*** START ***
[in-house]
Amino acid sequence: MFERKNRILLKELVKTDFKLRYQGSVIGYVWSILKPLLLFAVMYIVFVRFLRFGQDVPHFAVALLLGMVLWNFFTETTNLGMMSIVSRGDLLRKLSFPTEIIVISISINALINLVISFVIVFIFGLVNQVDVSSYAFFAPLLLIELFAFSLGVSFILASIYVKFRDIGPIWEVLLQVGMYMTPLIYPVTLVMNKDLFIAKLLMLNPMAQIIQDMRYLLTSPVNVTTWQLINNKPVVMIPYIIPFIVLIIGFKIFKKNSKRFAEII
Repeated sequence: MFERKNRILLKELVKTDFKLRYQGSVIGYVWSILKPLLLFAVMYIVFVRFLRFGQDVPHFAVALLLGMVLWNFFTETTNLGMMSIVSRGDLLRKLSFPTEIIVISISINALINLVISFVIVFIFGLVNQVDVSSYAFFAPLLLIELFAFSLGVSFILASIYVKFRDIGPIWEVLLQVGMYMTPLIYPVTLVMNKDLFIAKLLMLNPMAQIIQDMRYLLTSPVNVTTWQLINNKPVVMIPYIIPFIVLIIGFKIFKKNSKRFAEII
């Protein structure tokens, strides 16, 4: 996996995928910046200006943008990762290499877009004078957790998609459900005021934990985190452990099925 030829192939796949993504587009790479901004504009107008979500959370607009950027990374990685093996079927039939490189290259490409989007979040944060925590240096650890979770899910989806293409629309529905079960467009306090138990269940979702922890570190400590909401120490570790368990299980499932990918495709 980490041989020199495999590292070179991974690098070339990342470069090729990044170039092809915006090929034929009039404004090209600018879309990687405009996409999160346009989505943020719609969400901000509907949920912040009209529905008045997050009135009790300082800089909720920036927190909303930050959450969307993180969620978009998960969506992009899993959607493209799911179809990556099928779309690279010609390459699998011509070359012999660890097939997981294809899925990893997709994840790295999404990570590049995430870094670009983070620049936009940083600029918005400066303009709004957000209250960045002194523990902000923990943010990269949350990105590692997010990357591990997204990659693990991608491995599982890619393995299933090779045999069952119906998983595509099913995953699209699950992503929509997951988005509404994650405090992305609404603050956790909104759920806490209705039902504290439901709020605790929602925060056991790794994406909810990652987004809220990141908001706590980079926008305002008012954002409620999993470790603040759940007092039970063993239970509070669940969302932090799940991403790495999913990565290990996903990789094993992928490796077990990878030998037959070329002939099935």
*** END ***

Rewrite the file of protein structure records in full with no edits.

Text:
[in-house]
Amino acid sequence: MFERKNRILLKELVKTDFKLRYQGSVIGYVWSILKPLLLFAVMYIVFVRFLRFGQDVPHFAVALLLGMVLWNFFTETTNLGMMSIVSRGDLLRKLSFPTEIIVISISINALINLVISFVIVFIFGLVNQVDVSSYAFFAPLLLIELFAFSLGVSFILASIYVKFRDIGPIWEVLLQVGMYMTPLIYPVTLVMNKDLFIAKLLMLNPMAQIIQDMRYLLTSPVNVTTWQLINNKPVVMIPYIIPFIVLIIGFKIFKKNSKRFAEII
Repeated sequence: MFERKNRILLKELVKTDFKLRYQGSVIGYVWSILKPLLLFAVMYIVFVRFLRFGQDVPHFAVALLLGMVLWNFFTETTNLGMMSIVSRGDLLRKLSFPTEIIVISISINALINLVISFVIVFIFGLVNQVDVSSYAFFAPLLLIELFAFSLGVSFILASIYVKFRDIGPIWEVLLQVGMYMTPLIYPVTLVMNKDLFIAKLLMLNPMAQIIQDMRYLLTSPVNVTTWQLINNKPVVMIPYIIPFIVLIIGFKIFKKNSKRFAEII
């Protein structure tokens, strides 16, 4: 996996995928910046200006943008990762290499877009004078957790998609459900005021934990985190452990099925 030829192939796949993504587009790479901004504009107008979500959370607009950027990374990685093996079927039939490189290259490409989007979040944060925590240096650890979770899910989806293409629309529905079960467009306090138990269940979702922890570190400590909401120490570790368990299980499932990918495709 980490041989020199495999590292070179991974690098070339990342470069090729990044170039092809915006090929034929009039404004090209600018879309990687405009996409999160346009989505943020719609969400901000509907949920912040009209529905008045997050009135009790300082800089909720920036927190909303930050959450969307993180969620978009998960969506992009899993959607493209799911179809990556099928779309690279010609390459699998011509070359012999660890097939997981294809899925990893997709994840790295999404990570590049995430870094670009983070620049936009940083600029918005400066303009709004957000209250960045002194523990902000923990943010990269949350990105590692997010990357591990997204990659693990991608491995599982890619393995299933090779045999069952119906998983595509099913995953699209699950992503929509997951988005509404994650405090992305609404603050956790909104759920806490209705039902504290439901709020605790929602925060056991790794994406909810990652987004809220990141908001706590980079926008305002008012954002409620999993470790603040759940007092039970063993239970509070669940969302932090799940991403790495999913990565290990996903990789094993992928490796077990990878030998037959070329002939099935």